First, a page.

Monday, January 10, 2011

Wonderful hymnology resource

I’ve previously quoted from John Julian’s 1892 Dictionary of Hymnology, because it is available in PDF form on Google Books.

However, now the formatted, searchable text is available on For example, here is a listing of hymn compilations from the entry for the late great John Mason Neale:
(1) Hymns for Children. Intended chiefly for Village Schools. London, Masters, 1842. (2) Hymns for the Sick. London, Masters, 1843, improved ed. 1849.
(3) Hymns for the Young. A Second Series of Hymns for Children. London, Masters, 1844.
(4) Songs and Ballads for Manufacturers. London, Masters, 1844.
(5) Hymns for Children. A Third Series. London, Masters, 1846.
(6) Mediaeval Hymns and Sequences. London, Masters. 1851; 2nd ed. 1861; 3rd. ed. 1863.
(7) Hymnal Noted. London, Masters & Novello, 1852: enlarged 1854. Several of the translations were by other hands. Musical editions edited by the Rev. T. Helmore. It is from this work that a large number of Dr. Neale's translations from the Latin are taken.
(8) Carols for Christmas and Eastertide. 1853.
(9) Songs and Ballads for the People. 1855.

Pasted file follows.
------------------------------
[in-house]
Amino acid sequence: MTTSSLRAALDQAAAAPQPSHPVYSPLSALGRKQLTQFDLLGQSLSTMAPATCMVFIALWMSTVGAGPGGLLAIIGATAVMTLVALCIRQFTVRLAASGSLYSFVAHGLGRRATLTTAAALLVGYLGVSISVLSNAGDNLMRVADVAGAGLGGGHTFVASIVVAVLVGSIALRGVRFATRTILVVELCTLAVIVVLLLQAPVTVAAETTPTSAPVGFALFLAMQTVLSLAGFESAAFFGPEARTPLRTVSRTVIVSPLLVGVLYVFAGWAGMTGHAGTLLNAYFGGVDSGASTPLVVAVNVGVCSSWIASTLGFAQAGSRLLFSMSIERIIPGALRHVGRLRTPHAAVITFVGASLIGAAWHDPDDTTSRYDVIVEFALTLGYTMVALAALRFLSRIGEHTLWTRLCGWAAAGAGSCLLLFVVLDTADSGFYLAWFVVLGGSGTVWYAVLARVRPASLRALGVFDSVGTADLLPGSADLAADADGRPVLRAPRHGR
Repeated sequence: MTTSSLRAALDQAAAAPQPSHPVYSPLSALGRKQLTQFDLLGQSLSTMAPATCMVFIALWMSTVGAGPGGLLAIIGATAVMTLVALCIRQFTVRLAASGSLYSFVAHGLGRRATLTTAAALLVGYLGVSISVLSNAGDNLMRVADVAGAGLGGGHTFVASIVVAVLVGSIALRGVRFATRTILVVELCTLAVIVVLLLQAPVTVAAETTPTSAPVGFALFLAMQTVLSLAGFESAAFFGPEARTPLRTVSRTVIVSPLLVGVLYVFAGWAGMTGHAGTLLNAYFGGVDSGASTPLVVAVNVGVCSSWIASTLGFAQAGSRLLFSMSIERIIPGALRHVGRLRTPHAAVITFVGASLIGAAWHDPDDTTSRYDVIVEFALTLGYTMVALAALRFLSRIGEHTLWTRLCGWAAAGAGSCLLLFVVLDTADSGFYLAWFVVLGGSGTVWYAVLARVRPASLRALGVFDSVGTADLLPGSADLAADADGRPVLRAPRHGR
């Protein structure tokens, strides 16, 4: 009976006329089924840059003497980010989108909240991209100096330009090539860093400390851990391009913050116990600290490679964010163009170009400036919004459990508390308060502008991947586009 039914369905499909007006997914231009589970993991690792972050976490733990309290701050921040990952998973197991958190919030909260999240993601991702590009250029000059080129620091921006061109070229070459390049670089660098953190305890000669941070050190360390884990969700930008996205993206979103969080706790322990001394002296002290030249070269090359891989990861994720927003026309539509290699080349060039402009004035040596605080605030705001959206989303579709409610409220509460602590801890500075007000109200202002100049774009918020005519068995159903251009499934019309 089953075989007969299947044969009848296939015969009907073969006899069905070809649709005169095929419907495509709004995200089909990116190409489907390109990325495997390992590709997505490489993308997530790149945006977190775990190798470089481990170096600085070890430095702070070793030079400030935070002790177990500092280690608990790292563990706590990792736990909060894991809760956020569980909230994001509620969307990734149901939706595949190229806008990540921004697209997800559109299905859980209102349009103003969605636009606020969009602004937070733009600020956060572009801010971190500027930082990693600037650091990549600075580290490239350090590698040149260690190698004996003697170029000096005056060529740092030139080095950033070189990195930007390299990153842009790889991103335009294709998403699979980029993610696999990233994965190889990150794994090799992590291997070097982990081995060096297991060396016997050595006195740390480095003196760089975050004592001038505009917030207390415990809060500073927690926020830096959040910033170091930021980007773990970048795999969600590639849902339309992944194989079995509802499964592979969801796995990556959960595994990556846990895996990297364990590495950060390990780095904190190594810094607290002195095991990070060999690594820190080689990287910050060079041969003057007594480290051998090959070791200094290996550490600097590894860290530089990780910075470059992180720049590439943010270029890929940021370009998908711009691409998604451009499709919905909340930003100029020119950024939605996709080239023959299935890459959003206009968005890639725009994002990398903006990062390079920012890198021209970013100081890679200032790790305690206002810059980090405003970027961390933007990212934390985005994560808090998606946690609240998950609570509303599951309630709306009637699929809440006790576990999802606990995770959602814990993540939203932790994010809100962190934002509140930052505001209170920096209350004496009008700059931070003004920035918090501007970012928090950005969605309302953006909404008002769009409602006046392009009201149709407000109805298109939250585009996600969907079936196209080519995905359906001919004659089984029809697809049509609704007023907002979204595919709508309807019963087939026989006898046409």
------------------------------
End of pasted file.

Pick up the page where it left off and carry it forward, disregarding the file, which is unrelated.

(10) The Rhythm of Bernard de Morlaix, Monk of Cluny, on the Celestial Country. London, Hayes, 1st ed. 1858: 3rd ed., with revision of text, 1861. It contains both the Latin and the English translation.
(11) Hymns of The Eastern Church, Translated with Notes and an Introduction. London, Hayes, 1862: 2nd ed. 1862: 3rd ed. 1866 : 4th ed., with Music and additional notes, edited by The Very Rev. S. G. Hatherly, Mus. B., Archpriest of the Patriarchal (Ecumenical Throne. London, Hayes, 1882. Several of these translations and notes appeared in The Ecclesiastic and Theologian, in 1853.
(12) Hymns, Chiefly Mediaeval, on the Joys and Glories of Paradise. London, Hayes, 1865. This work contains notes on the hymns, and the Latin texts of the older amongst them.
(13) Original Sequences, Hymns, and other Ecclesiastical Verses. London, Hayes, 1866. This collection of Original verse was published posthumously by Dr. Littledale.
The online, indexed, searchable version of the Dictionary of Hymnology is a great resource for those tracking the origins and authorship of the great hymns of the past centuries. The coverage obviously stops at the end of the 19th century — but except for Ralph Vaughan Williams or perhaps Healey Willan, that’s no great loss.


Wiki said...

Wow thanks! Mind if I reprint this post as a page of "Hymn Resources" over at the newly launched

9. West said...

You are certainly welcome to repost it as long as there's a link to the original source